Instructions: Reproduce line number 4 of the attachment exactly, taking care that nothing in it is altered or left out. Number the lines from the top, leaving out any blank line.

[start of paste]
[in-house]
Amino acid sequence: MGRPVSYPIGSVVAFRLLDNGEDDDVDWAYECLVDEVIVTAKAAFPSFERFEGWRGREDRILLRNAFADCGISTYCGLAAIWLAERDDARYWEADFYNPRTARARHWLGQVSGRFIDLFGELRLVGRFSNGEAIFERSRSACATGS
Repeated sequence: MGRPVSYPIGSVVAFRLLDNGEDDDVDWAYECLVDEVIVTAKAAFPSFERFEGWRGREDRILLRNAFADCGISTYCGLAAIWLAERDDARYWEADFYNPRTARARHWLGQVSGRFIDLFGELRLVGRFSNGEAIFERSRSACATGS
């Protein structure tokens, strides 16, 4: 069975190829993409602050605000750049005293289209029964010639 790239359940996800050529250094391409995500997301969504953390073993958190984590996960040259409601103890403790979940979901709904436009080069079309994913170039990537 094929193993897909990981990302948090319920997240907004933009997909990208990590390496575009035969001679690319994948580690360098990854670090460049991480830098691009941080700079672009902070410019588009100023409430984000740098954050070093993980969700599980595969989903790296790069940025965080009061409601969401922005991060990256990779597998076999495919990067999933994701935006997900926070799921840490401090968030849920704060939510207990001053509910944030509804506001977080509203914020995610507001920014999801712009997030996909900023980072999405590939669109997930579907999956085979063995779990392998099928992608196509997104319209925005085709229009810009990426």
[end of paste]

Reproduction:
């Protein structure tokens, strides 16, 4: 069975190829993409602050605000750049005293289209029964010639 790239359940996800050529250094391409995500997301969504953390073993958190984590996960040259409601103890403790979940979901709904436009080069079309994913170039990537 094929193993897909990981990302948090319920997240907004933009997909990208990590390496575009035969001679690319994948580690360098990854670090460049991480830098691009941080700079672009902070410019588009100023409430984000740098954050070093993980969700599980595969989903790296790069940025965080009061409601969401922005991060990256990779597998076999495919990067999933994701935006997900926070799921840490401090968030849920704060939510207990001053509910944030509804506001977080509203914020995610507001920014999801712009997030996909900023980072999405590939669109997930579907999956085979063995779990392998099928992608196509997104319209925005085709229009810009990426």